28 Days is the canonical tutorial, but there's also absolute beginner and z80 heaven and don't forget about the official developer's guide and system routine reference. wiki ti has good references although not much in the way of tutorials.
Also don't worry about "breaking your calculator". Yes, if you make a mistake, your calculator will crash. But just pop a battery out and back in, you'll get a RAM clear and you're set to go. Just keep your work in the archive and there's nothing to worry about- you're not going to accidentally brick your calculator.
To directly answer your question, the best option would be to get Mimas onto your calculator by any means possible. It is an excellent on-calculator assembly IDE, and if you can download just that to your calculator, you'll be set. Without it, you'll have to program directly in hexadecimal (machine code). Don't let this scare you, although it is more tedious, it isn't any harder than assembly, like how assembly is harder than Ti-Basic. That's actually how I originally started learning assembly, translating the opcodes from tutorials into hex from the instruction set before I was able to download Mimas to my calculator.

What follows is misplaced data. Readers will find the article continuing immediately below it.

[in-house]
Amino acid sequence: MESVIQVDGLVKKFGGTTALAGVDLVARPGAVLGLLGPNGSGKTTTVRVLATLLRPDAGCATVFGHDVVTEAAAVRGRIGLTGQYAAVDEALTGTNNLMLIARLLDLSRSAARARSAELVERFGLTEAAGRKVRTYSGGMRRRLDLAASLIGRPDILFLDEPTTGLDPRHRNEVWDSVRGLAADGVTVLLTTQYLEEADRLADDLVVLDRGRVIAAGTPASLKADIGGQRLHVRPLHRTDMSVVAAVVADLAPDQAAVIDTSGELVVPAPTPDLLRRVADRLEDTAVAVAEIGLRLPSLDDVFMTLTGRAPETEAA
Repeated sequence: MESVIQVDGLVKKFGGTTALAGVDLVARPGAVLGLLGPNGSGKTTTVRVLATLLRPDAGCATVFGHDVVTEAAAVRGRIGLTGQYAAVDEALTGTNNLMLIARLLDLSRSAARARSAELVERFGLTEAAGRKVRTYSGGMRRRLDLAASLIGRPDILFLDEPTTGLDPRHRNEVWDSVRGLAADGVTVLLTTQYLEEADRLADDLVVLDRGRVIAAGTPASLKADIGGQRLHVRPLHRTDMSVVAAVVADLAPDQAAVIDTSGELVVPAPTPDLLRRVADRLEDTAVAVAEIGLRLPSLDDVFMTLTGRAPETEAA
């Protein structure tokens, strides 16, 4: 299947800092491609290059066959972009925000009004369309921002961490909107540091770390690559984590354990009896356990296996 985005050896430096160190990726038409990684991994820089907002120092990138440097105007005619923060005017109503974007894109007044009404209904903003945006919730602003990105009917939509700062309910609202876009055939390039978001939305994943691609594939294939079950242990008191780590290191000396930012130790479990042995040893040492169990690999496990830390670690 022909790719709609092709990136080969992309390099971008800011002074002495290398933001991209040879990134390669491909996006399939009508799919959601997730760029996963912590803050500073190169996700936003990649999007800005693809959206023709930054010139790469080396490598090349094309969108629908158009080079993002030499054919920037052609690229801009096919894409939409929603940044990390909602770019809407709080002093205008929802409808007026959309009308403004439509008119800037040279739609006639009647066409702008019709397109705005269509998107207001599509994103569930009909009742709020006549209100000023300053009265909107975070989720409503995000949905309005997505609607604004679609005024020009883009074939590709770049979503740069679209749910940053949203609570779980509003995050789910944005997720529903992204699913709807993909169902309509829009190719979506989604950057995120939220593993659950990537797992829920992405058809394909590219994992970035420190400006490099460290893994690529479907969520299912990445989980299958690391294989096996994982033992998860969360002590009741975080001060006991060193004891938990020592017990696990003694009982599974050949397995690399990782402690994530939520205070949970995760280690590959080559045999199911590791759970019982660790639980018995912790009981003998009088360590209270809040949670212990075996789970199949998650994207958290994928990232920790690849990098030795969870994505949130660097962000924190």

Either way read through all the tutorials and try things out until stuff starts clicking. None of the tutorials are really that amazing to be honest, so don't be afraid to ask questions if you're having trouble, although I might suggest that you also cross post on other sites like cemetech which aren't focused on Ti-Basic, not to say that you won't find good help here